What To Look For When Seeking Out A Legal Recruiter – Part 2
Anyone with a telephone, an e-mail address and a Web connection can on a whim hang out a legal recruiter shingle and start dialing for dollars. There is no regulation, licensing or other qualification, and as a matter of practice some established search firms will provide a desks and a phone, and the firm’s imprimatur, to a promising rookie who is willing to invest his/her time (no salary or draw). This results in a fair amount of turnover. Many people take a shot at recruiting for a few months: if it doesn’t work (it’s not easy, and takes a while) they may well move on to something else.
Search Consultants may refer to you as their ‘client,’ and they may proffer advice that on the face it appears to be objective career counseling – they do speak from experience. It is important to remember, however, that the Search Consultant’s fee is not paid by you; it is paid by the employer (who is their actual ‘client’ in the traditional sense of the word). At a certain point – when a fee is on the horizon – the Consultant almost by definition loses his/her objectivity.
How do you evaluate a Search Consultant? I personally believe that experience is the most important factor. You don’t want a novice recruiter advising you on your career anymore than you’d want a rookie dentist repairing your teeth (and recruiters don’t use novocaine.)
A factor directly related to experience is track record. A Consultant who has placed numerous candidates in your particular practice area, or in the practice setting or geographic location you seek, is far more likely to have the referral base and other contacts needed to find a similar situation for you. Again, ask direct questions: how many people have you placed in the field of (e.g.) securities law in the last two years? How many in a corporate counsel setting? By way of reference, ask to speak with a candidate whom the Consultant has represented successfully in your field in the recent past.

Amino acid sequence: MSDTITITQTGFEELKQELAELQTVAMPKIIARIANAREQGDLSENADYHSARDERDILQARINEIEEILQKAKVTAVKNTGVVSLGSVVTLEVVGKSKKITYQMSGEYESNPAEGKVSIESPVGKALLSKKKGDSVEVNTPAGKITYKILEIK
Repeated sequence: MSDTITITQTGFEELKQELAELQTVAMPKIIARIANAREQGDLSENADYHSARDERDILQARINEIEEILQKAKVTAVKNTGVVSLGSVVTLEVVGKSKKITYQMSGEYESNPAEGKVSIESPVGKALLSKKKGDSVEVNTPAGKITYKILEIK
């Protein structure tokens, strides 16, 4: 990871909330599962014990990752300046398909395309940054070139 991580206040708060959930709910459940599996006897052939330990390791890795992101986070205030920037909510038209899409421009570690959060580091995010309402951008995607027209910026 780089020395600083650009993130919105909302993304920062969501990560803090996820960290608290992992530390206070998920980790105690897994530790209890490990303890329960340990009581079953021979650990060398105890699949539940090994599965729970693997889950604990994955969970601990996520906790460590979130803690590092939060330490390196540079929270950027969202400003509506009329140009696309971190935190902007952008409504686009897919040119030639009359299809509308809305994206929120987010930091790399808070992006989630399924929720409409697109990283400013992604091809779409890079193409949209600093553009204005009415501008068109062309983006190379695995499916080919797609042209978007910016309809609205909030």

It is also very important that you choose a Search Consultant you like and whose professional practices you trust and respect, because this person will be representing you. If a Consultant does not make a positive impression on you, then do not entrust him/her to represent you positively to an employer. This of course is very subjective, but don’t be afraid of your instincts.
Begin your due diligence very early on – during your initial phone conversation if possible. Ask to review the Search Consultant’s Web biography while you are on the phone – in many cases you’ll see a picture of the person your talking to and glean a lot more information in one glance. If you’re going to follow up with the Consultant, bookmark his/her bio. Virtually all legitimate search firms maintain a Web site with profiles of their Consultants: if the recruiter you’re speaking with makes an excuse about not having one, that is a sure sign that the person is new to the marketplace.
Assuming the on-line biography is available, evaluate the Consultant’s profile the same way he/she is reading your resume: years of experience, areas of expertise, significant accomplishments, etc. Ask direct questions of the recruiter to fill in any gaps or ambiguities: how long have you been a recruiter? How long with this firm?
Stay tuned tomorrow for part 3: How to Manage the Process